They felt unprepared and unaccustomed to the cold weather. They refused boots and gloves and umbrellas when I was getting them ready, but I think they regretted that. Their hands were frozen as they waited to be let in the building. Sam’s eye shields fogged up but he claims he likes it and it looks like a video game and he refused my offer to get anti-fog spray. Jack was so very very nervous about everything. All week he’s had butterflies and keeps thinking he has COVID symptoms. (He doesn’t.) He’s normally a little hypochondriac, worse so now. The wildfires have been pumping smoke into the air for weeks, so I think we ALL have a little sore throat these days.
Special screening entrances meant we had to skip the traditional front-of-school photo, and I had to give kisses good-bye separately because they enter on opposite sides of the building. I peeped in the windows as I walked away and was happy to see happy kids. Inside in familiar classrooms with smiling teachers and out of the icy rain, they looked calm and happy. Sam took a seat in the front row near the door (excellent for airflow!) and Jack appears to have a seat next to his best friend (score!). I saw Jack dutifully put on his face shield in addition to his mask, despite concerns all week that he would look dumb and different.
I’m still hella nervous. I think we should all be in remote school still, that’s the safest option. But our elementary is putting all possible precautions and protocols in place. The kids are ecstatic to be back in real school around other kids. They will learn and grow much better in a school environment. But is all that worth risking? We will see.
For now, it’s freezing outside and my house is warm. When I opened the door it was deadly quiet inside and the scent of waffles cheered my soul. I sat down to write this and Nimbus snuggled up to my side and has been fervently purring. Obviously I’m not the only one pleased to have a break from the kids and the heat.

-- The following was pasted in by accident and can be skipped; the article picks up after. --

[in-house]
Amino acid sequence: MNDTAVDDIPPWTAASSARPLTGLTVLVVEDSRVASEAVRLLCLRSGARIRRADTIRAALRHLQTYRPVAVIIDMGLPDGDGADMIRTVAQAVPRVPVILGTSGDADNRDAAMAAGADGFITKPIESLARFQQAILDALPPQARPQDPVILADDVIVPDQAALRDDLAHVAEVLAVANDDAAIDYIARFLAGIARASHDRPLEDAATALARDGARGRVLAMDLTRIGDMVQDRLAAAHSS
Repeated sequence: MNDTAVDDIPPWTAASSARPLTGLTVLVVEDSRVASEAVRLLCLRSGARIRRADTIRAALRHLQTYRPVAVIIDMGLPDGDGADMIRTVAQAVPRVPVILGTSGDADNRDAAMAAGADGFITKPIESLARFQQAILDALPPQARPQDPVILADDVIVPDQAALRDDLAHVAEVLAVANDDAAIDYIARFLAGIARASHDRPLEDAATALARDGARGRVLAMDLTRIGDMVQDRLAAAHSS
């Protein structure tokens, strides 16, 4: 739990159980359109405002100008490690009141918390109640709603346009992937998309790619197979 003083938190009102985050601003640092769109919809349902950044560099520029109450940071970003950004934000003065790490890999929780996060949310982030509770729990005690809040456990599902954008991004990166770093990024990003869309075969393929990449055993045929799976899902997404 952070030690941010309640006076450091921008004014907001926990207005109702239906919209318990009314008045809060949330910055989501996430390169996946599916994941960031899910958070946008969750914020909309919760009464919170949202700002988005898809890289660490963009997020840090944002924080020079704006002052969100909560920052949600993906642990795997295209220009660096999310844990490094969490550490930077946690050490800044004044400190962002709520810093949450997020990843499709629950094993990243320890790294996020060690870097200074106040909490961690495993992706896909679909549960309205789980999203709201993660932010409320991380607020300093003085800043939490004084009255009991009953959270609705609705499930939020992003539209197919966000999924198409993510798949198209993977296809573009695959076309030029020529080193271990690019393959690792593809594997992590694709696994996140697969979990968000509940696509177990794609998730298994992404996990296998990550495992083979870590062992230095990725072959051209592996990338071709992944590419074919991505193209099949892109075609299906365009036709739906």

School was going to start remotely. I needed a way to switch the kids’ brains into school mode, to let them know summer was done. So I proposed that we mark the end of summer vacation with a few themed days. They excitedly agreed, and we settled on a Harry Potter Day, a LEGO day, and a Freedom Day.
Harry Potter Day was easy with our household stock of supplies. The kids dressed in their robes and made a puzzle of the house crests. We watched Harry Potter and the Sorcerer’s Stone. Jack and Sam have been reading the books aloud together and only finished the first one a couple days before. So it was fun for Sam to watch the movie for the first time. Jack and I were so pleased with the bright colors, fun and mystery, and low stakes of this movie. Later in the franchise it becomes so dark and grim. Still, Sam had to cover his eyes during the troll scene – it was a little too scary. Afterward we made mini treacle tarts.
LEGO day was also easy to do on a whim. I picked up a Jello Jigglers kit at the store as a special treat. Otherwise the kids occupied themselves with “Master Building” their own creations, played Lego video games, and watched the Lego Ninjago movie. We had Lego shaped pizza for lunch and sandwiches on Eggo waffles for dinner.
The last day (above) was Freedom Day – a repeat from the start of summer. It meant the kids could do whatever they wanted all day (aside from usual safety rules) until 5pm. Sam stayed in pajamas until dinner time and had Teen Titans Go on the TV for literally hours. They slugged around the house and didn’t have to do any chores or go outside to play. They were in charge of their own food too. I think Sam ate nothing but frozen yogurt tubes until dinner. Jack made a few more smarter choices about getting dressed and eating a varied diet. But he indulged in a marathon of youtube videos by the Carlin Brothers and Mark Rober.
The kids had a memorable last few days of vacation. Much fun.
Today was the “first day of school.” It was really about 3 hours of online orientation between the two kids. Some with parents listening, mostly just the kids. We elected to do face-to-face school this year. I’m really on the fence about it, but the kids want to return very badly. They promise to follow all my guidelines and requests for their health safety and they understand that I might switch them to 100% remote if the protocols planned by the school are not actually being performed.
Either way, all students are starting with 2 weeks of remote-only. The first in-person class day is scheduled for the day after Labor Day.
The mood in our home was lackluster. We tried to make it feel special, but it just isn’t. Maybe tomorrow, when they both have a full day of remote school scheduled, it will feel more real.